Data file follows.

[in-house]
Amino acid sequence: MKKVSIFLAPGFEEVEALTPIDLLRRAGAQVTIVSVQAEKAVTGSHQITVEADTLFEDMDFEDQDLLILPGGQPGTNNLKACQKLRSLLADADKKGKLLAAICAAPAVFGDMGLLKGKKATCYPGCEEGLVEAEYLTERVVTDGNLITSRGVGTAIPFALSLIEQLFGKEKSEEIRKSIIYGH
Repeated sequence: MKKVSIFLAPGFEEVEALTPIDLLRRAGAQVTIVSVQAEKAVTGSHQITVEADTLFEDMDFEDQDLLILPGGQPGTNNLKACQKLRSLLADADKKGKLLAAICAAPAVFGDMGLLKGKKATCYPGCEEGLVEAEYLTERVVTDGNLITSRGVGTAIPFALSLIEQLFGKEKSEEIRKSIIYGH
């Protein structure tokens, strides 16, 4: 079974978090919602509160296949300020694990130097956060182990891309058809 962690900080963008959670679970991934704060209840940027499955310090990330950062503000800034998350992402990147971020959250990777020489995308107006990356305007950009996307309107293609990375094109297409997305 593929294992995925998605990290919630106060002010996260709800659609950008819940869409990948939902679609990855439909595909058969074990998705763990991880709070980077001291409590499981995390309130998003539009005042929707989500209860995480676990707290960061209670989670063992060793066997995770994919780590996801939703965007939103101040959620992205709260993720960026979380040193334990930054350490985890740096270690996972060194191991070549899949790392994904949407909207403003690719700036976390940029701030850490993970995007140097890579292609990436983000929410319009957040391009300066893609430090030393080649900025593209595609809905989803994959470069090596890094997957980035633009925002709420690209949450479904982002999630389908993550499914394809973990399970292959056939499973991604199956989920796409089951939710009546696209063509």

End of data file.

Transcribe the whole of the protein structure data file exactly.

[in-house]
Amino acid sequence: MKKVSIFLAPGFEEVEALTPIDLLRRAGAQVTIVSVQAEKAVTGSHQITVEADTLFEDMDFEDQDLLILPGGQPGTNNLKACQKLRSLLADADKKGKLLAAICAAPAVFGDMGLLKGKKATCYPGCEEGLVEAEYLTERVVTDGNLITSRGVGTAIPFALSLIEQLFGKEKSEEIRKSIIYGH
Repeated sequence: MKKVSIFLAPGFEEVEALTPIDLLRRAGAQVTIVSVQAEKAVTGSHQITVEADTLFEDMDFEDQDLLILPGGQPGTNNLKACQKLRSLLADADKKGKLLAAICAAPAVFGDMGLLKGKKATCYPGCEEGLVEAEYLTERVVTDGNLITSRGVGTAIPFALSLIEQLFGKEKSEEIRKSIIYGH
């Protein structure tokens, strides 16, 4: 079974978090919602509160296949300020694990130097956060182990891309058809 962690900080963008959670679970991934704060209840940027499955310090990330950062503000800034998350992402990147971020959250990777020489995308107006990356305007950009996307309107293609990375094109297409997305 593929294992995925998605990290919630106060002010996260709800659609950008819940869409990948939902679609990855439909595909058969074990998705763990991880709070980077001291409590499981995390309130998003539009005042929707989500209860995480676990707290960061209670989670063992060793066997995770994919780590996801939703965007939103101040959620992205709260993720960026979380040193334990930054350490985890740096270690996972060194191991070549899949790392994904949407909207403003690719700036976390940029701030850490993970995007140097890579292609990436983000929410319009957040391009300066893609430090030393080649900025593209595609809905989803994959470069090596890094997957980035633009925002709420690209949450479904982002999630389908993550499914394809973990399970292959056939499973991604199956989920796409089951939710009546696209063509």